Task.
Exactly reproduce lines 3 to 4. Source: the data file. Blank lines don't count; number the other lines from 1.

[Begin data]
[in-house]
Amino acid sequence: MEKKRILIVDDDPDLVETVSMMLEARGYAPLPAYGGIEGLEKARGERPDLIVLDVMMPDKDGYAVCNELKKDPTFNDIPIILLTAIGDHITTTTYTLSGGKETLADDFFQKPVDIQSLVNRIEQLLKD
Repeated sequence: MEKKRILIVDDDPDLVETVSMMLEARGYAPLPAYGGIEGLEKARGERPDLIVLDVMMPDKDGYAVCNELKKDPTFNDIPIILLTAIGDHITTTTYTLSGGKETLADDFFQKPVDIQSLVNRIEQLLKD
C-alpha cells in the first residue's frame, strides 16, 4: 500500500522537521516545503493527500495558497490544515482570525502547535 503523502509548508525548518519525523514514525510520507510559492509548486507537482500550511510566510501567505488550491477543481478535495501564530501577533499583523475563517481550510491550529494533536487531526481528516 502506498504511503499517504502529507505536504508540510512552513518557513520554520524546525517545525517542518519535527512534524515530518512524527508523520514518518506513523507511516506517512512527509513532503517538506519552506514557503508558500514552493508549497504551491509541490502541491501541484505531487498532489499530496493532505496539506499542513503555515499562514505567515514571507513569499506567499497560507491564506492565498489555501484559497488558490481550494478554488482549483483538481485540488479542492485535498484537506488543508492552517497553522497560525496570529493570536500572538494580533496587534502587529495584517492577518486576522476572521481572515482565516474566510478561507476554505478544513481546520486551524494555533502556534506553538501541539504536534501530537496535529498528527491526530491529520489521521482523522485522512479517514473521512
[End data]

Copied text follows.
Repeated sequence: MEKKRILIVDDDPDLVETVSMMLEARGYAPLPAYGGIEGLEKARGERPDLIVLDVMMPDKDGYAVCNELKKDPTFNDIPIILLTAIGDHITTTTYTLSGGKETLADDFFQKPVDIQSLVNRIEQLLKD
C-alpha cells in the first residue's frame, strides 16, 4: 500500500522537521516545503493527500495558497490544515482570525502547535 503523502509548508525548518519525523514514525510520507510559492509548486507537482500550511510566510501567505488550491477543481478535495501564530501577533499583523475563517481550510491550529494533536487531526481528516 502506498504511503499517504502529507505536504508540510512552513518557513520554520524546525517545525517542518519535527512534524515530518512524527508523520514518518506513523507511516506517512512527509513532503517538506519552506514557503508558500514552493508549497504551491509541490502541491501541484505531487498532489499530496493532505496539506499542513503555515499562514505567515514571507513569499506567499497560507491564506492565498489555501484559497488558490481550494478554488482549483483538481485540488479542492485535498484537506488543508492552517497553522497560525496570529493570536500572538494580533496587534502587529495584517492577518486576522476572521481572515482565516474566510478561507476554505478544513481546520486551524494555533502556534506553538501541539504536534501530537496535529498528527491526530491529520489521521482523522485522512479517514473521512